The world’s stockmarkets lost eight trillion US dollars in value in October according to Bloomberg. By that measure, it’s the worst month since 2008.
Change in value of global stocks by month
October wiped out almost all of 2017’s gains in dollar terms based on a Wall Street Journal estimate. The loss is also worth about 10% of 2017’s global GDP according to the World Bank.
And that’s just the stockmarket. Plenty more was lost in the bond market, which also tumbled in October. Italy’s bond crisis began for real and the US Treasury yield spiked.
But what caused all this? The Remainers can’t blame everything on Brexit.
The market rout appears to be due to a cluster of errors. The US and Europe were the key markets to take a turn for the worse. Let’s look at them in turn.
In the US, investors seem to have realised the Powell Put’s strike price is lower than first thought. The Powell Put is the idea that, should the stockmarket fall far enough, the Federal Reserve’s new chairman will save the day. The question is, where is the line?
The belief that central bankers are responsible for keeping the stockmarket high is worth thinking about. It sounds absurd, or at least used to. How did we get here?
It crept up on us over time.
In the days of the Greenspan Put, people were still quite likely to believe in the stockmarket’s forecasting ability. Therefore, it made some sense for a central banker to pay attention to the stockmarket as an indicator.
When stocks tumbled, the Fed’s chairman Alan Greenspan would spring into action on interest rates, claiming falling stocks were a warning sign of recession.
Chairman Ben Bernanke’s attempts to deal with the financial crisis rewrote the book. By manipulating the stockmarket intentionally, he hoped to unleash the so-called wealth effect. Wealthier people spend more, so juicing stocks would encourage consumption.
Chair Janet Yellen was a little sceptical of the idea. She worried more about how it created inequality.
But the new Fed chairman appears to be different. Jerome Powell doesn’t see the stockmarket’s performance as a means or an end. At least, he claims not to. Which is a lie.
You can bet that a big enough stockmarket rout will change his mind. But it’s that “big enough” part which has investors worried. How low do stocks go before the central bankers jump back into the fray by letting it rain dollars?
Instead of promising a good weather forecast in case of rain, Powell has done the opposite. He’s pushing ahead with interest rate increases while stocks fall. The trouble with this is, interest rate upcycles tend to end in disaster. A crisis always marks the top of a series of rate hikes.
So where’s the next crisis coming from? And when?
Next to the US’ bond market, Italy’s was the other source of misery in October.
The budget battle with the EU triggered a spike in interest rates there too. The default risk of Italian bonds spiked. And the risk of a breakup of the eurozone rose too. Stocks in Europe tanked.
But here’s what you need to realise about both stories. Nothing has actually happened yet. The market has merely priced in the rising probability of what could happen next.
If you’ve secured a copy of my new book, you’ll already know what happens next in Europe. And three recent pieces of news fit perfectly into my predictions. Perhaps even better than Bloody October did.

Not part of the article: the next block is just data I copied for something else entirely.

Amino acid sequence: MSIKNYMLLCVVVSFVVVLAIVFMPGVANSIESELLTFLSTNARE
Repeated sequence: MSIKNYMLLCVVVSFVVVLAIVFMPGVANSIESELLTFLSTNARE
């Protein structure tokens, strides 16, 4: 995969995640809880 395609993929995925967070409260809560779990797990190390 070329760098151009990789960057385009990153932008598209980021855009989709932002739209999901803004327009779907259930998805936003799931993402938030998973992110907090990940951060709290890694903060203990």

Italy’s economic growth hit 0%. Europe’s tumbled to 0.2%. But inflation in the eurozone rose to a six-year high.
Combine the three and many of you will be thinking of stagflation. But that’s not the issue I’m talking about.
The divergence of economic conditions inside Europe is the real worry. My book explains how and why this is happening. And where it will leave Europe.
Given the book is called How the Euro Dies, you can probably guess.
But one mystery remains.
What are the Italian banks up to?
Before the Italian crisis sparked up in May and October, Italy’s banks had been selling huge amounts of Italian government bonds
When I updated my original Zero Hour Alert predictions for Bloody October in August, I discovered that this had reversed. Italian banks went from dumping Italian government bonds in 2017 to gorging them down like mad in 2018.
The following two charts show how powerful the change was. Keep in mind the Italian banks were supposed to be offloading Italian government debt to try and synchronise into the coming European banking union.
The first chart shows that Italian banks have a huge overexposure to their national government’s debt. About three times more than other banking systems in Europe do. And that amount surged in 2018 after tumbling in 2017.
The second chart shows the Italian banks went from record sales of Italian government bonds in 2017 to record purchases in 2018.
On 9 October, Marketwatch reported on the figures:
Italian government debt held by Italian banks was up 12% this year to 374.58 billion euros in August, The Wall Street Journal reported, citing European Central Bank data, leaving Italian sovereign debt to make up more than 10% of lenders’ total assets.
Why are Italian banks piling into their own government’s bonds? And just when they’re crashing?
A VOX research paper from Daniel Gros has one possible answer. It’s about the idea that “banks should be allowed to buy large amounts of their own sovereign because this way they can stabilise the market in a crisis.” They’re a “buyer of last resort”.
But don’t think the Italian banks are rescuing their national government out of the kindness of their banker hearts.
Traders call this doubling down. Italian banks already own a disastrously high amount of Italian government bonds. So they’re trying to support the price by buying more.
The collapse draws near. Find out how it plays out in my book.
Until next time,
Capital & Conflict